This chart shows that the share of corporate R&D investment in long-term projects by Germany CEOs is three times higher than by US CEOs. It’s called short-termism, hurts investment and productivity, and results from weak, undemanding U.S. boards who pay without demanding performance. U.S. CEOs sell the future short because they (and their stock options) will be gone by then.
This chart shows that U.S. CEOs suppress “worthwhile” investment in new “very valuable” projects, using the savings to boost quarterly earnings and spike stock prices.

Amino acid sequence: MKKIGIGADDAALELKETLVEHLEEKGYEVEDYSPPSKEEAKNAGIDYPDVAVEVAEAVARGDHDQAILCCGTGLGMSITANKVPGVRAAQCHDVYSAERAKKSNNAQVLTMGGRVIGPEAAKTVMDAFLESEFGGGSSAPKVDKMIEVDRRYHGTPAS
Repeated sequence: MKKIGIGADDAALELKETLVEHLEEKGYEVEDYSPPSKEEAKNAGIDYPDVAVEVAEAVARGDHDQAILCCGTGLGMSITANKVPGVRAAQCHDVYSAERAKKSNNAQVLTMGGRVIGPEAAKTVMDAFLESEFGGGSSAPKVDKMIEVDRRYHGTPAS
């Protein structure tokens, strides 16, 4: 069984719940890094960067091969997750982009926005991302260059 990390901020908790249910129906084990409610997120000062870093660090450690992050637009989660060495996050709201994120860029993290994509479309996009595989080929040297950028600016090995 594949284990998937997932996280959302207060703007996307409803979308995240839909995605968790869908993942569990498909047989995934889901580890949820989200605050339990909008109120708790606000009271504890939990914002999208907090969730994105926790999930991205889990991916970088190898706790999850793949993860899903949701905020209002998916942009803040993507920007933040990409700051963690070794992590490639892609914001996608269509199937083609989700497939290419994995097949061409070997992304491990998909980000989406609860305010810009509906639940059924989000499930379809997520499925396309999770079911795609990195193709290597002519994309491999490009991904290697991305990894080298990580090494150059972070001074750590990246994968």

This chart based on US Government data that shows productivity growth slowed by one-third, to less than 2 % after 1979. The reason? CEOs switched focus to spiking earnings by cutting R&D, cutting investment, and compressing wages. Investment fell and so did productivity growth.
This chart shows that the pace of U.S. technology progress has dropped by one-third since 1982. Why? U.S. CEOs reduce R&D, harming productivity, and use the savings to spike profits over the next quarter or year to reap stock options. They sell the future short.
This chart shows that U.S. CEO compensation is about double Australia or northern Europe when stock options are included. Yet, US firms’ investment, productivity, and wage growth is weak. Never has so much been earned by so many for such little performance.
U.S. Exceptionalism: Pay without performance.